Every year, 435,000 people worldwide die from Malaria, mainly in Africa and Asia. However, malaria is a curable and preventable disease. Most countries are developing malaria elimination plans to meet sustainable development goal three, target 3.3, which includes ending the epidemic of malaria by 2030. Rwanda, through the malaria strategic plan 2012-2018 set a target to reduce malaria incidence by 42% from 2012 to 2018.
Modern clinical trials have suggested that anemia protects against malaria mortality. Military records of the Second World War in Asia were examined to see if there was support for this hypothesis. When relatively well-nourished Imperial Japanese Navy sailors captured on Nauru (n = 799) were imprisoned on the Fauro Islands, 26% died from falciparum malaria.
Malaria remains a serious public health problem globally. As the elimination of indigenous malaria continues in China, imported malaria has gradually become a major health hazard. Well-timed and accurate diagnoses could support the timely implementation of therapeutic schedules, reveal the prevalence of imported malaria and avoid transmission of the disease.
Models predicting disease transmission are vital tools for long-term planning of malaria reduction efforts, particularly for mitigating impacts of climate change. We compared temperature-dependent malaria transmission models when mosquito life-history traits were estimated from a truncated portion of the lifespan (a common practice) versus traits measured across the full lifespan.
Either intuition or empiricism must have led to the use of antimalarial drugs to both treat and prevent malaria, pre-dating the identification of the malaria parasite and the mode of its transmission. Josep Masdevall in the XVIII century managed epidemics in Spain through the administration of compounds that included the bark of the cinchona tree. In more recent times, mass drug administration (MDA) was the first form of chemoprevention used against malaria in the early 1900s.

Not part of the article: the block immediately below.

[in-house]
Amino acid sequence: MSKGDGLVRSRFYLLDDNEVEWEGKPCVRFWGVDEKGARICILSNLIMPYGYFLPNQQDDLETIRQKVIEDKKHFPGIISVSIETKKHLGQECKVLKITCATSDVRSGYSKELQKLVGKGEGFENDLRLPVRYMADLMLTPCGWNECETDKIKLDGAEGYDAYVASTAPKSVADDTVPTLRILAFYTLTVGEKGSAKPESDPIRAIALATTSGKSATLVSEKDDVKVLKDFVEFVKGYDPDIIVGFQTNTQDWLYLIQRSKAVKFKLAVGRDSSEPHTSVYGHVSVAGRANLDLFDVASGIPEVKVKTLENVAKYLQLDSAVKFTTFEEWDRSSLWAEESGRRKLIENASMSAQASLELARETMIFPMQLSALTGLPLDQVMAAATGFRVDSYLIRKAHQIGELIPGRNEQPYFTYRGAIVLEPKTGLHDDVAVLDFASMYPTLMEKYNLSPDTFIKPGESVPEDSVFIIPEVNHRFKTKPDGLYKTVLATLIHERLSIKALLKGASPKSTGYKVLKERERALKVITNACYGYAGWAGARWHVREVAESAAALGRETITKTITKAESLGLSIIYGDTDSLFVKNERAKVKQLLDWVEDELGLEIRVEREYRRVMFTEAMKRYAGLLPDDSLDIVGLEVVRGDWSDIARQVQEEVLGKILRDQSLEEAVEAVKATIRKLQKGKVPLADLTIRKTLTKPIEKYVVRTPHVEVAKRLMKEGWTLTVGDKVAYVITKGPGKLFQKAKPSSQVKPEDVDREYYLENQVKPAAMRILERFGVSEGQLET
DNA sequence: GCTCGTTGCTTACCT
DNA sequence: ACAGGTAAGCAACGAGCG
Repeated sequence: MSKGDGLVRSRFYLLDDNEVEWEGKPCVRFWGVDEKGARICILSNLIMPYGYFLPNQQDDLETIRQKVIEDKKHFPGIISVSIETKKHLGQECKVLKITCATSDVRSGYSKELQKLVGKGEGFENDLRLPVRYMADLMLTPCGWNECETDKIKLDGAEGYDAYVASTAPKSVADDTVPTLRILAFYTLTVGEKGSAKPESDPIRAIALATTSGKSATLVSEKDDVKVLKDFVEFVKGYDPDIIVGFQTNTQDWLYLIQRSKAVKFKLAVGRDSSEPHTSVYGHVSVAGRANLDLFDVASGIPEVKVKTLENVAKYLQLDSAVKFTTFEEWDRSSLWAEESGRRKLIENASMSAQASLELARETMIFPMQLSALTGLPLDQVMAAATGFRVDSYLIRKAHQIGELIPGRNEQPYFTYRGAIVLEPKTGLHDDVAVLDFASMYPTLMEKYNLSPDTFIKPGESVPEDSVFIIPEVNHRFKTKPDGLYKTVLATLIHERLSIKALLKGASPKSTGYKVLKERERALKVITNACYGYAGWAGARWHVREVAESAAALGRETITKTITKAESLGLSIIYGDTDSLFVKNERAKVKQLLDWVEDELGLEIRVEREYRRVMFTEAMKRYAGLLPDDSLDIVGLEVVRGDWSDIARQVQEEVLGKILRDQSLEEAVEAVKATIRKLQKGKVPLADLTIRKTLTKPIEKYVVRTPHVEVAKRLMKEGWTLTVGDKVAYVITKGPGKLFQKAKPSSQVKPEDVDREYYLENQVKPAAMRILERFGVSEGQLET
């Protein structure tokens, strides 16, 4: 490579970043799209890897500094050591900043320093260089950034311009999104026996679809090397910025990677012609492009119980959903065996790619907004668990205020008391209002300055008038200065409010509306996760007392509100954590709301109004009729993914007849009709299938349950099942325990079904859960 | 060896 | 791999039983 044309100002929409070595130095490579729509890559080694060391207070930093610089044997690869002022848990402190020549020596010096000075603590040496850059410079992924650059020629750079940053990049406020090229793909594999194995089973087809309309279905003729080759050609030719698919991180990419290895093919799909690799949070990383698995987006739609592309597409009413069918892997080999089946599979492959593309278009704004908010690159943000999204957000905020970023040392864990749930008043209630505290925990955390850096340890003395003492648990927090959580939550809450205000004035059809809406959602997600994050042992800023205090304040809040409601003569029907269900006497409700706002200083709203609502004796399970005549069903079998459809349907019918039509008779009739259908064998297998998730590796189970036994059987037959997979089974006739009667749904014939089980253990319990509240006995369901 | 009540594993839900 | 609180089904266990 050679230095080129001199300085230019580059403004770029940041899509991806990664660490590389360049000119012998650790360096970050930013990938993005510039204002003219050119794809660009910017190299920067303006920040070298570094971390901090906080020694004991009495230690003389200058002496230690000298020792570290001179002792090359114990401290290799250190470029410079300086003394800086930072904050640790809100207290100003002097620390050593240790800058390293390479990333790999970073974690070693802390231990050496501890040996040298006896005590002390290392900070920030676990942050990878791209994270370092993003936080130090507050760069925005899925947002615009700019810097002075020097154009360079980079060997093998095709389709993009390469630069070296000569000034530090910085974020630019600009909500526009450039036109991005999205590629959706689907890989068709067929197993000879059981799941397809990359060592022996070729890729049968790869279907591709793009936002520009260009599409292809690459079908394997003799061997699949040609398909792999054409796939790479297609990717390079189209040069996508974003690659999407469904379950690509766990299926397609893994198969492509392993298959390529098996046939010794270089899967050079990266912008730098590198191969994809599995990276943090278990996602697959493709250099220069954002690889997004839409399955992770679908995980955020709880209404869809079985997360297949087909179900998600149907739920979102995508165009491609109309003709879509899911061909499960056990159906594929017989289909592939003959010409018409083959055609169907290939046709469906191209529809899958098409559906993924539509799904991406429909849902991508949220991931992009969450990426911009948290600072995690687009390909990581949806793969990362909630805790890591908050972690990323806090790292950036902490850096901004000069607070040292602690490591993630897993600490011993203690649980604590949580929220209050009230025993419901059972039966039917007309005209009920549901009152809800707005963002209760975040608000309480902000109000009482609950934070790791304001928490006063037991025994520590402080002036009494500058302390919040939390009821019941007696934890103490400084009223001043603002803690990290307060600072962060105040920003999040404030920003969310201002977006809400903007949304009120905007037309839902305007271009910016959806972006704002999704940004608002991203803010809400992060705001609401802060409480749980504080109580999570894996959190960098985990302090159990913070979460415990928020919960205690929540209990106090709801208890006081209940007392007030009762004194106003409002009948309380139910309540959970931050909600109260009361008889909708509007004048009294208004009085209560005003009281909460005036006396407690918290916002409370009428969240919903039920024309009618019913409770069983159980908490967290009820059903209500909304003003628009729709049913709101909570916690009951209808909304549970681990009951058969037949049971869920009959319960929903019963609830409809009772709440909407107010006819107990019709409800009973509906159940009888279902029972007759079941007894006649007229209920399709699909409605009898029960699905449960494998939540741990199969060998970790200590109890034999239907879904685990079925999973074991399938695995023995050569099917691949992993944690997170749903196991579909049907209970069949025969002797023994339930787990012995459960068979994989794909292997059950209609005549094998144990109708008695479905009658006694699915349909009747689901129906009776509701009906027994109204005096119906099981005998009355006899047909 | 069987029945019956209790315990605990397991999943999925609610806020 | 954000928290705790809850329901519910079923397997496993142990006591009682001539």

Plasmodium falciparum is the causative agent of the deadliest human malaria. New molecules are needed that can specifically bind to erythrocytes that are infected with P. falciparum for diagnostic purposes, to disrupt host-parasite interactions, or to deliver chemotherapeutics. Aptamer technology has the potential to revolutionize biological diagnostics and therapeutics; however, broad adoption is hindered by the high failure rate of the systematic evolution of ligands by exponential enrichment (SELEX). Here we performed parallel SELEX experiments to compare the impact of two different methods for single-strand recovery on the efficiency of aptamer enrichment.
The multicopy var gene family of Plasmodium falciparum is of crucial importance for pathogenesis and antigenic variation. So far only var2csa, the var gene responsible for placental malaria, was found to be highly conserved among all P. falciparum strains. Here, a new conserved 3D7 var gene (PF3D7_0617400) is identified in several field isolates.
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Here, we examined how the potential distribution obtained from the model could explain trends in malaria incidence observed in India, which has the highest number of confirmed cases of malaria in Asia.